A COLLECTION of such Reasons and Arguments together with sundry records proving that the island of Raghlin, Rathrim, or Raghery, in Ireland, now in the possession of Sir Randall McDonell, is parcel of Ireland, and no parcel of Scotland, as is supposed. MS 613, p. 5 1617
MS 613, p. 5
Calendar of the Carew Manuscripts preserved in the Archiepiscopal Library at Lambeth, ed. J. S. Brewer & W. Bullen (6 vols., 1867-73), vol. V, document 189.
Sir. Randall McDonnel's Second Brief.
(1.) The first reason as in brief 1.
(2.) As in 1st brief.
(3.) The 3rd reason is drawn from the jurisdiction, both spiritual and temporal used and exacted within this island of Rathlin. First, for the spiritual jurisdiction, it has always been within the diocese of Connor, a bishopric of Ireland, and subject to the visitation of the bishop thereof, for which the said bishop doth receive yearly a proxie of 20 shillings out of that island; whereas all the other islands which lie on the north-west coast of Scotland, are under the jurisdiction of the Bishop of the Isles, but in this island of Rathlin, the Bishop of the Isles had never any jurisdiction. For the temporal jurisdiction, this island is parcel of co. Antrim in Ulster, and the sheriff of that county has ever executed the King's writs there, and the inhabitants of that island have ever appeared and served at the assizes and general sessions holden at Knockfergus for that county, and upon their default have been fined. Neither did any of the inhabitants there to excuse their appearance, or to save their fines, ever allege that the island was part of Scotland, and no part of Ireland, which they would have done if they had conceived that it had been part of Scotland. And on the other side, this island was never reputed or claimed to be part of any sheriffdom, bailiwick, or stewardship in the kingdom of Scotland; neither did the temporal officers of Scotland use any jurisdiction there.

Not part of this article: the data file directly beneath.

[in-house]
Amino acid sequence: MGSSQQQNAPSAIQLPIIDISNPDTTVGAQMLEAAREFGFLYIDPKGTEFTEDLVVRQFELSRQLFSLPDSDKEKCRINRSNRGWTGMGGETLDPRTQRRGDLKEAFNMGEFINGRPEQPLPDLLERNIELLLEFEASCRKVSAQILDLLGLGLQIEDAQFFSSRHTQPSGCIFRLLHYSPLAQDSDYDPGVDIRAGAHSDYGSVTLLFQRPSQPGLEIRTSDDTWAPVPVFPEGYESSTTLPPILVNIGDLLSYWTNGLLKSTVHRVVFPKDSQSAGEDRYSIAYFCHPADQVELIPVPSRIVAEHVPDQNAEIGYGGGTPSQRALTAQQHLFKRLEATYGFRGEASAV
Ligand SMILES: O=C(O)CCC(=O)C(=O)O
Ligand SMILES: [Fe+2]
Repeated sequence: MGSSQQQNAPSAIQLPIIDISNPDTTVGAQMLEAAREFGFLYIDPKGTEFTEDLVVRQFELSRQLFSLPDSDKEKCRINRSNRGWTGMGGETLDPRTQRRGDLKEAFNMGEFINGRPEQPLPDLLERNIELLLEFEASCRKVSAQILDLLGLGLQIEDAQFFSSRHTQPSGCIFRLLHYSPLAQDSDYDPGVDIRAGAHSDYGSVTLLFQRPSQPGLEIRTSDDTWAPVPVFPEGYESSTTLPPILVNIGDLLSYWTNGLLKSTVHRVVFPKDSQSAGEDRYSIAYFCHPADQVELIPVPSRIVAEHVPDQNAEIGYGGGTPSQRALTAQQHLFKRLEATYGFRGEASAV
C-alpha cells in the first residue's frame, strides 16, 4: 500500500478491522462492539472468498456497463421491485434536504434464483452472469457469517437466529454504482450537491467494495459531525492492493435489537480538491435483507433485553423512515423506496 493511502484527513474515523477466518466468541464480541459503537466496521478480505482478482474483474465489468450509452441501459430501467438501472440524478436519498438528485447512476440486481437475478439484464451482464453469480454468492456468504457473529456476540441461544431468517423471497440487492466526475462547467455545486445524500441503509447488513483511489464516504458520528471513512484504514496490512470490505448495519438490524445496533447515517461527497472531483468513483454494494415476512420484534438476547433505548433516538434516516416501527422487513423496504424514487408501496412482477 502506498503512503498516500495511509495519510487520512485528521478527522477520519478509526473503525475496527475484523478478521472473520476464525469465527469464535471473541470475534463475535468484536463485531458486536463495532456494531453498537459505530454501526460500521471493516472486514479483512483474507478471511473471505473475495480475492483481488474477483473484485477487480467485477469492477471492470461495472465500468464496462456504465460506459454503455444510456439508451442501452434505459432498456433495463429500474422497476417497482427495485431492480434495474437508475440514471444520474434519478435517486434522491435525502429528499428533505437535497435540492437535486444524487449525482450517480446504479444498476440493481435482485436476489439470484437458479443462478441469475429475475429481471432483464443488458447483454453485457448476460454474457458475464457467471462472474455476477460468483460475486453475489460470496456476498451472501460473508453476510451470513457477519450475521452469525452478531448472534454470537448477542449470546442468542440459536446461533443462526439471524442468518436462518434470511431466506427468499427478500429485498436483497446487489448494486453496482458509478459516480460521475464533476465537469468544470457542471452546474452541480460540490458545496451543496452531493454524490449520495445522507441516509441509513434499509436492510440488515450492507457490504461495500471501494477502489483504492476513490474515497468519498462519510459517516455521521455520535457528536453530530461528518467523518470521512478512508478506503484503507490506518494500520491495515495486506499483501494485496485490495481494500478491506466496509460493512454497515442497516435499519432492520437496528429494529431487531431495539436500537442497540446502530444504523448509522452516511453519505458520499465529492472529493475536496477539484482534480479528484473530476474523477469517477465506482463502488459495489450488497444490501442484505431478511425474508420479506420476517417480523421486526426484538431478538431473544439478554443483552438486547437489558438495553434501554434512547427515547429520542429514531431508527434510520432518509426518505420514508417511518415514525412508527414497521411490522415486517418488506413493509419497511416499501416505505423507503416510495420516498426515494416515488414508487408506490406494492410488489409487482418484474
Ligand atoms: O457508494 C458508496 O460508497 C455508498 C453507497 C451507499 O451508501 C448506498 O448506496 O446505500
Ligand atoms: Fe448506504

(4.) The fourth reason is drawn from the long continuance of possession in the Crown of England, or in such held, or claimed this island from or under the Crown of England.
(5.) Same as in 1st brief.
(6.) The sixth as before.
Hereafter ensue sundry copies of records remaining in his Majesty's Tower of London and elsewhere, which manifestly prove the said island to be part of the kingdom of Ireland.
14 John, King.
The Bishop of Norwich did signify unto King John that Allan Gallwaye had sent his uncle and other persons unto him, being then in Ireland, to receive the lands his Majesty had conferred upon him, and that he being then at Knockfergus, accompanied with divers knights and other persons of quality, did assign unto the said Allan Gallwaye divers lands with the isle of Rathlin, excepting all ecclesiastical rights, and such things as did appertain to the spiritual jurisdiction.
17 John, King.
King John did give, grant, and confirm the said lands, together with the island of Rathlin, in Ireland, unto Allan FitzRolland and his heirs.
Teste at Westmon: 4 H. 3, 18th April.
King Henry III. did signify by his letter unto Allan Gallwaye, that one Hamo de Gallway did earnestly solicit him in his behalf to re-deliver unto him his lands, affirming that the said Allan, was ready to do homage for the said lands which his father, King John, had given unto him. And thereupon K. Henry advertised the said Allan that he and a great part of his Council were to be in York, and his well beloved Alexander, King of Scotland, with a great part of his Council, to confer of certain affairs concerning both their kingdoms, and therefore commanded the said Allan that he should come thither to do his homage and fealty.
Teste at York, 4 H. 3, June 16.
Allan de Gallwaye did fealty unto K. Henry 3, for the said lands together with the island of Rathlin, and thereupon the King commanded his Justices of Ireland without delay to put him in full possession thereof.
6 Ed. 1.
By virtue of a writ directed by King Edward I. to Robert Ufford, his Justice of Ireland, it was found, by an inquisition taken at Cull, in the province of Ulster, that John Bissett died seized of the island of Raghery, and did hold the same of Richard Burgo, son and heir of Walter Burgo. This inquisition being taken at Cull, in the county of Antrim, and found by a jury of that county, doth sufficiently prove the said island to be part of that county, and also the temporal jurisdiction there.